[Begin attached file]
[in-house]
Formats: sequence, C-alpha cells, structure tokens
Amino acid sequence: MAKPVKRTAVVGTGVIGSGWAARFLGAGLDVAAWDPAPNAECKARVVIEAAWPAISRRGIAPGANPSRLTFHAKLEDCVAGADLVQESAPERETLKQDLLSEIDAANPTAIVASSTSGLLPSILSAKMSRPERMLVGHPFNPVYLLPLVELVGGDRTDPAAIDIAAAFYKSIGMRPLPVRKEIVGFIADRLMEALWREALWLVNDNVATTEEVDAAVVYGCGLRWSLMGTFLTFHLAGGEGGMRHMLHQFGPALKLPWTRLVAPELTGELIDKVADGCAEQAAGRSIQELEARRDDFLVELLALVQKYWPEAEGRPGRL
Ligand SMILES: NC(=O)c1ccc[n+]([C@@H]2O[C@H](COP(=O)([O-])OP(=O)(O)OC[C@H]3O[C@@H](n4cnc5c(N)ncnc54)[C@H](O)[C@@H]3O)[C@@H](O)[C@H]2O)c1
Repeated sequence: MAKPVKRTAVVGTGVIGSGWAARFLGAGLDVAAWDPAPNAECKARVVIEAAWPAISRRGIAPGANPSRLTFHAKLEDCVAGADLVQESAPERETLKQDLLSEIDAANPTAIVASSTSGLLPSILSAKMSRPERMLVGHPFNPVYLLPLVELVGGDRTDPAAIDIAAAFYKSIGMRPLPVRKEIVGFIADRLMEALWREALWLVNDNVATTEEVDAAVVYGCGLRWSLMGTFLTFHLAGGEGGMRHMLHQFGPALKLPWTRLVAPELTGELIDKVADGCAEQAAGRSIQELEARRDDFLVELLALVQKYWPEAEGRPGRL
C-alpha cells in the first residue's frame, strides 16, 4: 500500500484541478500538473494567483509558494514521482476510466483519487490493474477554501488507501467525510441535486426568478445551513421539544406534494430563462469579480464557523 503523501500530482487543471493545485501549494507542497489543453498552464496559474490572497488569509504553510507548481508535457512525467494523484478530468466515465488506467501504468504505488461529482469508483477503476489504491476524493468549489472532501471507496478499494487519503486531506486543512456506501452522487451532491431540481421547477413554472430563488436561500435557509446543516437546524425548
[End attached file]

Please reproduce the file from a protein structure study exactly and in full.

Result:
[in-house]
Formats: sequence, C-alpha cells, structure tokens
Amino acid sequence: MAKPVKRTAVVGTGVIGSGWAARFLGAGLDVAAWDPAPNAECKARVVIEAAWPAISRRGIAPGANPSRLTFHAKLEDCVAGADLVQESAPERETLKQDLLSEIDAANPTAIVASSTSGLLPSILSAKMSRPERMLVGHPFNPVYLLPLVELVGGDRTDPAAIDIAAAFYKSIGMRPLPVRKEIVGFIADRLMEALWREALWLVNDNVATTEEVDAAVVYGCGLRWSLMGTFLTFHLAGGEGGMRHMLHQFGPALKLPWTRLVAPELTGELIDKVADGCAEQAAGRSIQELEARRDDFLVELLALVQKYWPEAEGRPGRL
Ligand SMILES: NC(=O)c1ccc[n+]([C@@H]2O[C@H](COP(=O)([O-])OP(=O)(O)OC[C@H]3O[C@@H](n4cnc5c(N)ncnc54)[C@H](O)[C@@H]3O)[C@@H](O)[C@H]2O)c1
Repeated sequence: MAKPVKRTAVVGTGVIGSGWAARFLGAGLDVAAWDPAPNAECKARVVIEAAWPAISRRGIAPGANPSRLTFHAKLEDCVAGADLVQESAPERETLKQDLLSEIDAANPTAIVASSTSGLLPSILSAKMSRPERMLVGHPFNPVYLLPLVELVGGDRTDPAAIDIAAAFYKSIGMRPLPVRKEIVGFIADRLMEALWREALWLVNDNVATTEEVDAAVVYGCGLRWSLMGTFLTFHLAGGEGGMRHMLHQFGPALKLPWTRLVAPELTGELIDKVADGCAEQAAGRSIQELEARRDDFLVELLALVQKYWPEAEGRPGRL
C-alpha cells in the first residue's frame, strides 16, 4: 500500500484541478500538473494567483509558494514521482476510466483519487490493474477554501488507501467525510441535486426568478445551513421539544406534494430563462469579480464557523 503523501500530482487543471493545485501549494507542497489543453498552464496559474490572497488569509504553510507548481508535457512525467494523484478530468466515465488506467501504468504505488461529482469508483477503476489504491476524493468549489472532501471507496478499494487519503486531506486543512456506501452522487451532491431540481421547477413554472430563488436561500435557509446543516437546524425548